Out of the airplane came many other flags to be raised and held at the South Pole--expedition flags, the flags of the different sponsors, a flag of a Baltic beer manufacturer, and a curious one to most of us, a flag showing St. George killing the dragon. Maybe someday we'll figure out the significance of this flag. Mr. Chilingarov had his picture taken at each of the flag raisings until all of the flags where planted. He, being the hero of the group, was the main person to be filmed--the celebrity of the group. I must admit he has had some very good cold weather training. The man stayed outside in the cold without any face protection for several hours. With his large coat and big furry hat, he endured the extreme cold oh so well. A true polar explorer (as seen in the photos). A good trick for anybody that knows extreme cold weather and for those of us who have had frostbite before. After all of the pictures of the folks and flags were taken, the Baltic beers were given to various Americans who were still mingling about with the tourists. Again more pictures for the sponsors...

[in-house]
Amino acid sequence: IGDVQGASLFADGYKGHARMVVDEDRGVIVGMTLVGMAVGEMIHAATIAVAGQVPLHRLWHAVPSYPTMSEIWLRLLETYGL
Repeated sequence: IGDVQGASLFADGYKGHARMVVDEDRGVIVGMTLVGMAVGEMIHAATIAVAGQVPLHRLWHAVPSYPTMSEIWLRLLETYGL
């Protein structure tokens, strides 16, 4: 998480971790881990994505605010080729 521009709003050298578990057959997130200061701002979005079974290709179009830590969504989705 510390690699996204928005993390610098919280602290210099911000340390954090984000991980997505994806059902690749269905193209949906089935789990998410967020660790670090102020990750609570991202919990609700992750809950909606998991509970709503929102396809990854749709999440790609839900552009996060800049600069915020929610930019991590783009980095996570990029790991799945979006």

By this time many of the group were heading towards the plane. It seemed as if most of them had enjoyed their long and fulfilling day. But it was far from over. Far from over. The flags were rolled back up and the deputy chairman took some of his own personal pictures. Letters were given to me to have cancelled with the South Pole cachets and eventually posted at the South Pole to their final destinations. The letters of course had both useable and non-useable postage applied to the envelopes. Most tourist mail is underpaid. A couple of us pick up the tab on this for them. I think for the most part these folks just don't know the true postal rates. Later the Deputy Chairman lost his gold camera and cannot find it anywhere. The hunt was on for the gold camera. As it turns out, one of his aides had it in his pocket, so the camera was safe and sound again. At this time more gifts are given by the Russians to the South Polies. A case of champagne and fine canned French foods. Seemed like everything that wasn't tied down was given away. All of the goodies were carted off to be shared together by the station at a later date. The skis on the aircraft were cut loose from the ice and snow, as they had long since frozen to the ground. The friction of the skis sliding on the ice when they landed heated up the skies enough to melt the snow and ice underneath them when they stopped--a common occurrence with ski airplanes. Final handshakes and goodbyes were said and given and the rest of everybody loaded up into the plane. The door closed and the 4 of us remaining Americans stepped back to allow lots of room for the plane to leave. After what seemed a long time, we finally heard the electric motors/heaters start to turn over. Finally I think, they are leaving, and I will soon be able to go to bed. The plane had been refueled earlier by our folks. Special equipment had to brought to the plane because the wings of the Antonov-3 were so high. The fuel was loaded from the top of the wings, not like what we sometimes see at the airport where the 747s are fueled from the bottom side of the wings. The propeller started turning, turning faster and faster until the engine coughed to life. Then promptly shut down. Still didn't think very much about the situation. Everything here when it is cold takes awhile to fire back to life. So we waited again for what seemed like a lifetime. But really only five or six minutes. A few jokes were made about the worthiness of the craft and then the propeller started turning again. Again the engine coughed to life and shut down. After the fourth try at this I finally gave up and went home to bed. I figured they would get it going soon. I said my silent goodbyes and headed off across to my Jamesway where my bed resides. Surprise, surprise, the next morning when I went to work, the Antonov-3 was still sitting there by the Geographic South Pole. Immediately I wondered if the Antonov-3 was not compatible with our fuel? But I quickly dismissed the idea as ludicrous. All of the US aircraft run on the fuel. And very well at that. (C-5 Galaxies, C-17 Globemasters, C-141 Starlifters, LC-130 Hercules, and Twin Otters) All of our tractors run on the fuel, our furnaces, not to mention the aircraft of the Germans and Chileans. So our fuel is pure as it can be.